Do yourself a favor, if you haven't seen this gem, do so.  If you have, watch it again!

Thursday, December 13, 2018

Lady in the Lake - 1947

(As a Christmas gift to me, Debbie is covering the blog for the rest of the year.  And it's a gift to you readers as well since she has written four great posts.  Thanks, again, Debbie.)  

The last film Robert Montgomery made for MGM is an interesting one.  (I must admit, it is not my favorite Noir film Bob made, "Ride the Pink Horse" is my favorite).  But, still an interesting film it is.  Montgomery not only starred in this one but directed it as well.  The entire film was shot in the viewpoint of the central character (Philip Marlowe, played by Bob).  You are only allowed to gaze on that oh so handsome face when the character is looking in a mirror, or in the opening and closing scenes.  The remainder of the story is seen through Marlowe's eyes.  We see what he sees.

                                    Bob and Audrey Totter

                        Marlowe looking at himself in a mirror

The film was adapted from a Raymond Chandler novel.  Chandler actually wrote a screenplay for the film in 1943, but a version written two years later by Steve Fisher was used.  The film's timeline was changed from midsummer to Christmastime.  The holiday themes were an ironic contrast to the grim story line.  The opening credits are shown on a series of Christmas cards that supposedly are concealing a hidden gun.  I'll admit I've never been able to find it.  Photographs of the credits are hard to come by and not that clear.

                                        Opening Credits

The film had a great supporting cast that included Audrey Totter, Lloyd Nolan, Leon Ames, Jayne Meadows and Tom Tully.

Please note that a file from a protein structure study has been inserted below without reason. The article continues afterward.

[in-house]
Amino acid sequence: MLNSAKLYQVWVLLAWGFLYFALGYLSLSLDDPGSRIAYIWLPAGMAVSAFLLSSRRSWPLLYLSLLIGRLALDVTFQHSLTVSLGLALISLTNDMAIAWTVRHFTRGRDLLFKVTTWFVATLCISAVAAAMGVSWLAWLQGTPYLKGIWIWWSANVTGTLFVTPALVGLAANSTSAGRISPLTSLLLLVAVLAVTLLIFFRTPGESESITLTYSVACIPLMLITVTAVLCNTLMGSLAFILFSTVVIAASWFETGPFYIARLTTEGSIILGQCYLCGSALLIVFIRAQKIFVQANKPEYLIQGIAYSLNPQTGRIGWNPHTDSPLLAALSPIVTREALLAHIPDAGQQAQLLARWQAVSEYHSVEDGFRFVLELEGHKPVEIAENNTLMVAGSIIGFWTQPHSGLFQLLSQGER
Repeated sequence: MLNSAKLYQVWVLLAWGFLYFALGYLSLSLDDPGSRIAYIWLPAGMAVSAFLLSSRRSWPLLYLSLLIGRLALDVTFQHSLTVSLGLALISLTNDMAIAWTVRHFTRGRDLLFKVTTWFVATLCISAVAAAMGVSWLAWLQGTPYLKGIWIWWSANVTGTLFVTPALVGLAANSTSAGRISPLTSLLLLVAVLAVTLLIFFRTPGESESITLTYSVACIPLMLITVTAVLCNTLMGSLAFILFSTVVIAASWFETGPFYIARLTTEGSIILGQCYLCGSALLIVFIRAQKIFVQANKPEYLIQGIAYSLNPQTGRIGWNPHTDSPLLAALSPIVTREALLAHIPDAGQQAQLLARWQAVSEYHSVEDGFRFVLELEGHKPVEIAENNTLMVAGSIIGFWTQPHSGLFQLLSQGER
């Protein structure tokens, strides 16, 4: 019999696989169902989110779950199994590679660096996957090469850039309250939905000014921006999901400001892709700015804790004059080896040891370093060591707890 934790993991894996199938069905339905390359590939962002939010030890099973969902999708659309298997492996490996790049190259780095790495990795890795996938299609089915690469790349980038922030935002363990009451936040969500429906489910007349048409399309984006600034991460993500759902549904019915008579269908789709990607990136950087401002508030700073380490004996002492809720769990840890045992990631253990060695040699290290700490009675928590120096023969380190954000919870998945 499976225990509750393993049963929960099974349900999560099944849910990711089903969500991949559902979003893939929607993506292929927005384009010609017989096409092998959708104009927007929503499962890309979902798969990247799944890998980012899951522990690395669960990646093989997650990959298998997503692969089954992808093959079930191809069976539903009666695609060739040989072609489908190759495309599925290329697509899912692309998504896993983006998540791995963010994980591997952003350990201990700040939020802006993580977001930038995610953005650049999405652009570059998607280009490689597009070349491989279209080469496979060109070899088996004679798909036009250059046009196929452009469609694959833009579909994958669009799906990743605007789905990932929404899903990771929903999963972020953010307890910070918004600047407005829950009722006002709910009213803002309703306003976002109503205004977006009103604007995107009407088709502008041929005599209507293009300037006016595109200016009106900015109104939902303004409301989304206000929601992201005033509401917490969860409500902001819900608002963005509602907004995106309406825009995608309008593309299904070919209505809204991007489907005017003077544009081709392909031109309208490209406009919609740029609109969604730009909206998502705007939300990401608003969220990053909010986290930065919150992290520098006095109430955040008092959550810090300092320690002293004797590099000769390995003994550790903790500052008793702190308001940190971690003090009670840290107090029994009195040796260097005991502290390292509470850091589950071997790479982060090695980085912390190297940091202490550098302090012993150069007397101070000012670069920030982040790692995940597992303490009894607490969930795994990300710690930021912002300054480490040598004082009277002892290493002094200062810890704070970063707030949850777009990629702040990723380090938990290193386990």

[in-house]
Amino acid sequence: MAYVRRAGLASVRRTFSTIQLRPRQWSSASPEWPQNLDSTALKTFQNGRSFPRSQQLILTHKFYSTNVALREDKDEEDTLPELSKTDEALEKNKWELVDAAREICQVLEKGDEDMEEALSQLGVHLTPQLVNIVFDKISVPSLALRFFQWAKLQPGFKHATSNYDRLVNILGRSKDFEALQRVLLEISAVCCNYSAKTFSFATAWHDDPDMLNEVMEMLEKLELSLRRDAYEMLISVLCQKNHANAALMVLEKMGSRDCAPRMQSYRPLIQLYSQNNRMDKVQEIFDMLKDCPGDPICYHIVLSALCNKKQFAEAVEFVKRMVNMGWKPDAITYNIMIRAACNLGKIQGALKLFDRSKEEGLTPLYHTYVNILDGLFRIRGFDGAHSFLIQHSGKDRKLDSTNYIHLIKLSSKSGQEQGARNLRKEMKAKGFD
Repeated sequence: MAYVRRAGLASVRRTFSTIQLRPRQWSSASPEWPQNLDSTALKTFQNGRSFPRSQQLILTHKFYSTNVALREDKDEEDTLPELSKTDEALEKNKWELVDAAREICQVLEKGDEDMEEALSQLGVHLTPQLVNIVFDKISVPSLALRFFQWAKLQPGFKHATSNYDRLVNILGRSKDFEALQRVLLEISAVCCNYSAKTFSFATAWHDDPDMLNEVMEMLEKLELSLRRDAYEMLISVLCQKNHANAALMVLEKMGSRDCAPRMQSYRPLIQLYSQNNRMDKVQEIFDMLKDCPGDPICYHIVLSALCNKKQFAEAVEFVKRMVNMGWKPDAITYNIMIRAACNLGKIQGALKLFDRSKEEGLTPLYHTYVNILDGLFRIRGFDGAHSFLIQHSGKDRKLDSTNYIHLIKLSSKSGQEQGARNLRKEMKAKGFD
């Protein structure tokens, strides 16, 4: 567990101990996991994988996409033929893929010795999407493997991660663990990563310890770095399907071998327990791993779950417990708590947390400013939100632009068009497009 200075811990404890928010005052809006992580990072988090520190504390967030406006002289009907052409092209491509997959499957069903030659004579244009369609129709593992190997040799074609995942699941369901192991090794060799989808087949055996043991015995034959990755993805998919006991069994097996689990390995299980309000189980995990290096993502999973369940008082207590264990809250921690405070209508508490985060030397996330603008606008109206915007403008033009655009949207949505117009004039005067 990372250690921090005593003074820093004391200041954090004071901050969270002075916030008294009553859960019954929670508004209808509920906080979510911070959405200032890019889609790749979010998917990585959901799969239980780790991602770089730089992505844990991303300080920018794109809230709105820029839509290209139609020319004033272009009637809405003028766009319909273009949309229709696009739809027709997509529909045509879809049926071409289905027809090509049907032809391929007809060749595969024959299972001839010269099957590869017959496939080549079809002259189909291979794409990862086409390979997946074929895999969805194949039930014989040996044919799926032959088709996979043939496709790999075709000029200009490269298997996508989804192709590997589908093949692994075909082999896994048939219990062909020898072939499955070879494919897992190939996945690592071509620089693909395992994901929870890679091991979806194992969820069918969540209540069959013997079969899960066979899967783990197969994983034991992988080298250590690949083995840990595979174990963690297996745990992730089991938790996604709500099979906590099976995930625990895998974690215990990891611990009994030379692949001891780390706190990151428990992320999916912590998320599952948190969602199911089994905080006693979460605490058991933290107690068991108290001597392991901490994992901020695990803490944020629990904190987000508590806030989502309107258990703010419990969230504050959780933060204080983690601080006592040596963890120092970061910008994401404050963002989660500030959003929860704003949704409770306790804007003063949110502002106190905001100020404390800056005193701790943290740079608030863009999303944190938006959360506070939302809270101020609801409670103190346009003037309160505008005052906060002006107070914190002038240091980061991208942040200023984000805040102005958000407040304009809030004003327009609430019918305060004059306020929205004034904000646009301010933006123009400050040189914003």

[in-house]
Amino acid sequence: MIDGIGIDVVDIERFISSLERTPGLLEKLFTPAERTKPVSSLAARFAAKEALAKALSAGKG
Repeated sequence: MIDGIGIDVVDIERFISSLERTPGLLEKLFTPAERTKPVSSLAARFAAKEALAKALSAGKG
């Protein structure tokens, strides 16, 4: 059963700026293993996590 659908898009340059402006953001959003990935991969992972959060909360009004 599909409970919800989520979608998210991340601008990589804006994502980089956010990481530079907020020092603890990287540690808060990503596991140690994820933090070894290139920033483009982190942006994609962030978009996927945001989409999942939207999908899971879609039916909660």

Production candid of Bob and Lloyd Nolan

If you have a chance, check it out.  "The Maltese Falcon" it's not, but still very interesting and Robert Montgomery is much easier on the eye than Humphrey Bogart.

Oh, by the way, most of the movie posters show Bob with brown eyes.  This is a picky observation, but one that drives Kathy and me absolutely crazy.  Here is a rare "Blue Eyes" poster.

Tuesday, December 11, 2018

That Was One Heck of a Fight

One of Bob's "Bests", Private Lives (1931), is being shown on demand on TCM.  The broadcast time for it is 5:00 a.m. CST on the 17th, a tad too early for any movie for me.  The knock-down, drag-out fight between Elyot and Amanda is definitely a classic.  Bob and Norma had great fun practicing it, I'm sure.

                   Bob and Norma Shear in Private Lives (1931)

Bob banged his head preparing for the big fight, and may or may not have been knocked unconscious.  The clipping below reportedly shows the damage to Bob's noble forehead from the fight.  Could be!  

Thursday, December 06, 2018

George H. W. Bush, 1924 - 2018

We certainly lost a great man this week,  so few like him remain. 

He was a kind and gentle man who still went all the way to the very top, the Presidency of the United States.  To say that he was of a different time is so sadly true.  
              Senator Bob Dole (95), fellow WWII veteran, gives the
                perfect homage to his President and friend, George
George is back in Houston now.  After 10:00 a.m. CST services at his church, St. Martin's Episcopal, he will be taken by train to his internment at the Presidential Library in College Station, Texas.  The train will travel slowly through several small towns before arriving at Texas A & M at 3:45, with internment at 4:15. 

Presidents are required to plan out their state funeral when they first take office.  One last job done well.  Thanks, George. 

Tuesday, December 04, 2018

What Does Bob Have in Common with Alan Ladd, Robert Redford & Leonardo Dicaprio?

Gosh, but I was excited when I first ran across this listing for Amazon Prime.  Season 6 of Bob's show, a season he acted in two of the episodes, and they actually have it for viewing.  I mean, I had thought only a handful of his shows were even in existence.

 On Feb. 7, 1955, Bob portrayed alcoholic Bob Birnam in "The Lost Weekend", the role Ray Milland did so well in the 1945 movie version.  A chance to see 50-year-old Bob meet the challenge of a live television performance ... just fantastic! 

           Bob and Leora Dana in RM Presents:  The Lost Weekend

He also had the feature role in "The Great Gatsby" which was shown Feb. 7, 1955.  Now that I'd really, really love to see.  I mean, just how would his performance compare with the movies Jay Gatsbys:  Alan Ladd, Robert Redford, and Leonardo Dicaprio.  I'd put my money on Bob.

But, then I scrolled down my computer screen and saw that "Season 6" at Amazon means two measly episodes.  And, of course, neither of them have Bob in them.  Oh, Shuckie Darns!